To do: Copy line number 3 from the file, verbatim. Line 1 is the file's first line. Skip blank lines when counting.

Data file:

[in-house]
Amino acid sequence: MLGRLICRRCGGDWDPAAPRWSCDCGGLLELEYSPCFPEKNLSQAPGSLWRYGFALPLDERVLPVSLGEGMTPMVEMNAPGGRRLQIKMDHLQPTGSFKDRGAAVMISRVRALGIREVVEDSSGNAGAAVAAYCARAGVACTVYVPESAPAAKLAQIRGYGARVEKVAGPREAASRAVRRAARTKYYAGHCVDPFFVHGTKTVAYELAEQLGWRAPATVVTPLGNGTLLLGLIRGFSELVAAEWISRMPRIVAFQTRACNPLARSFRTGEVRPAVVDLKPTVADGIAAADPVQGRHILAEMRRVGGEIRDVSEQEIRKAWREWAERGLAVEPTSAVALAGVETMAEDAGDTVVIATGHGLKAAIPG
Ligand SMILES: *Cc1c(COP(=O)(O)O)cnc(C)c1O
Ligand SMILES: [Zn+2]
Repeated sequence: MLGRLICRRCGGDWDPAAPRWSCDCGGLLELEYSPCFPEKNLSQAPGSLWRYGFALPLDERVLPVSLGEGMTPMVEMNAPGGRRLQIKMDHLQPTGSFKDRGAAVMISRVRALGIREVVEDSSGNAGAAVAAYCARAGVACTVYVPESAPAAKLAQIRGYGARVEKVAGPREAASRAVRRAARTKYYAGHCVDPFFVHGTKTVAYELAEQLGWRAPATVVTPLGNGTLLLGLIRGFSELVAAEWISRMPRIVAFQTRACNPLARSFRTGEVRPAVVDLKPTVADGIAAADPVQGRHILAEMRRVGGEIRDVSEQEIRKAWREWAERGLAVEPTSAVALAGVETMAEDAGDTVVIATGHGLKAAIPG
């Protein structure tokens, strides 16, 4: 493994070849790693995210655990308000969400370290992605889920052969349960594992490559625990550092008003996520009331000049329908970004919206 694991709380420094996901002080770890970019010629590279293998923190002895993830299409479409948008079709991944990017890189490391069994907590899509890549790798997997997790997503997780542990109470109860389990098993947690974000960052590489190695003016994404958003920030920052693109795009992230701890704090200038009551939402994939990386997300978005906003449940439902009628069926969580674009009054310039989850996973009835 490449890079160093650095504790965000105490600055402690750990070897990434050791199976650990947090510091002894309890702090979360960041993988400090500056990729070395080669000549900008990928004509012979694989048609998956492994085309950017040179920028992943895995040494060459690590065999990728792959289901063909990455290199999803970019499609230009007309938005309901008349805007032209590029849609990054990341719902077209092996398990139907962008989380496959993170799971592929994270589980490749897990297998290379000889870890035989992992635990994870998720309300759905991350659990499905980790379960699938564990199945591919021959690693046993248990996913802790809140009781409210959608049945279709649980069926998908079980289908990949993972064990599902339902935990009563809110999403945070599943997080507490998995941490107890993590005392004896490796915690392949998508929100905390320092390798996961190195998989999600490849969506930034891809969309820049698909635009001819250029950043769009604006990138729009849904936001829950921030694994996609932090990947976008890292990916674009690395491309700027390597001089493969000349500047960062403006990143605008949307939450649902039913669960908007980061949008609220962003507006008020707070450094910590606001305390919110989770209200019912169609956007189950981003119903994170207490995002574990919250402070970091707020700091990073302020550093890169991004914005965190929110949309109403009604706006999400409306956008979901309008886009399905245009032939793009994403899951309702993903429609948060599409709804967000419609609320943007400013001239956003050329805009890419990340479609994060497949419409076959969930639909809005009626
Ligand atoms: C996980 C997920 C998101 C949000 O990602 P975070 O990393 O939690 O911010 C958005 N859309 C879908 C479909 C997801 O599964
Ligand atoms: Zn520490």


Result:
Ligand SMILES: *Cc1c(COP(=O)(O)O)cnc(C)c1O